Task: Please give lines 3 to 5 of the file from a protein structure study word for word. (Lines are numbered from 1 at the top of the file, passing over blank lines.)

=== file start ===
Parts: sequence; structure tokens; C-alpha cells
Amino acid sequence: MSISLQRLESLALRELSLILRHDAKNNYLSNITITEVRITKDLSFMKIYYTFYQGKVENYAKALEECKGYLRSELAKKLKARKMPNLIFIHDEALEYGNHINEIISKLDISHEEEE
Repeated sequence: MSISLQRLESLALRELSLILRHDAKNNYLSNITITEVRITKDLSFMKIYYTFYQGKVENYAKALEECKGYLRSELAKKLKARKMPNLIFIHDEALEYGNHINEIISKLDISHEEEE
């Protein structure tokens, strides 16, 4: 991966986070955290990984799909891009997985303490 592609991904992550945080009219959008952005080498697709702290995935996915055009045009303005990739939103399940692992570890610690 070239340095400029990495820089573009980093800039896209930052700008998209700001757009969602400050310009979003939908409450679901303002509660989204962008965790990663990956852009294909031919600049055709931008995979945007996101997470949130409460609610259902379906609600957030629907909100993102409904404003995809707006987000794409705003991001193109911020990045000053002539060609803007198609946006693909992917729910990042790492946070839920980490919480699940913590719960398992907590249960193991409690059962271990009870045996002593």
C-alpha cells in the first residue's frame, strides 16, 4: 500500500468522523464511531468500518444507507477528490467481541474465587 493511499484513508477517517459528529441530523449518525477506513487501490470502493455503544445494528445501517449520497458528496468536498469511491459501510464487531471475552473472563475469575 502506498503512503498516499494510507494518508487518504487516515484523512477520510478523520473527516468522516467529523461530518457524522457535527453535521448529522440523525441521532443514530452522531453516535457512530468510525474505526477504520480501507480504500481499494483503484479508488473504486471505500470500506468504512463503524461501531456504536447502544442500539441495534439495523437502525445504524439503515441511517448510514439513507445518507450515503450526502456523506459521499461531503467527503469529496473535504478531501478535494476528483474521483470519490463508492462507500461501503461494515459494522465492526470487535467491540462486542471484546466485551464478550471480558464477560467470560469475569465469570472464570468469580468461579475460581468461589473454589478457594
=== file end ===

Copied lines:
Repeated sequence: MSISLQRLESLALRELSLILRHDAKNNYLSNITITEVRITKDLSFMKIYYTFYQGKVENYAKALEECKGYLRSELAKKLKARKMPNLIFIHDEALEYGNHINEIISKLDISHEEEE
């Protein structure tokens, strides 16, 4: 991966986070955290990984799909891009997985303490 592609991904992550945080009219959008952005080498697709702290995935996915055009045009303005990739939103399940692992570890610690 070239340095400029990495820089573009980093800039896209930052700008998209700001757009969602400050310009979003939908409450679901303002509660989204962008965790990663990956852009294909031919600049055709931008995979945007996101997470949130409460609610259902379906609600957030629907909100993102409904404003995809707006987000794409705003991001193109911020990045000053002539060609803007198609946006693909992917729910990042790492946070839920980490919480699940913590719960398992907590249960193991409690059962271990009870045996002593």
C-alpha cells in the first residue's frame, strides 16, 4: 500500500468522523464511531468500518444507507477528490467481541474465587 493511499484513508477517517459528529441530523449518525477506513487501490470502493455503544445494528445501517449520497458528496468536498469511491459501510464487531471475552473472563475469575 502506498503512503498516499494510507494518508487518504487516515484523512477520510478523520473527516468522516467529523461530518457524522457535527453535521448529522440523525441521532443514530452522531453516535457512530468510525474505526477504520480501507480504500481499494483503484479508488473504486471505500470500506468504512463503524461501531456504536447502544442500539441495534439495523437502525445504524439503515441511517448510514439513507445518507450515503450526502456523506459521499461531503467527503469529496473535504478531501478535494476528483474521483470519490463508492462507500461501503461494515459494522465492526470487535467491540462486542471484546466485551464478550471480558464477560467470560469475569465469570472464570468469580468461579475460581468461589473454589478457594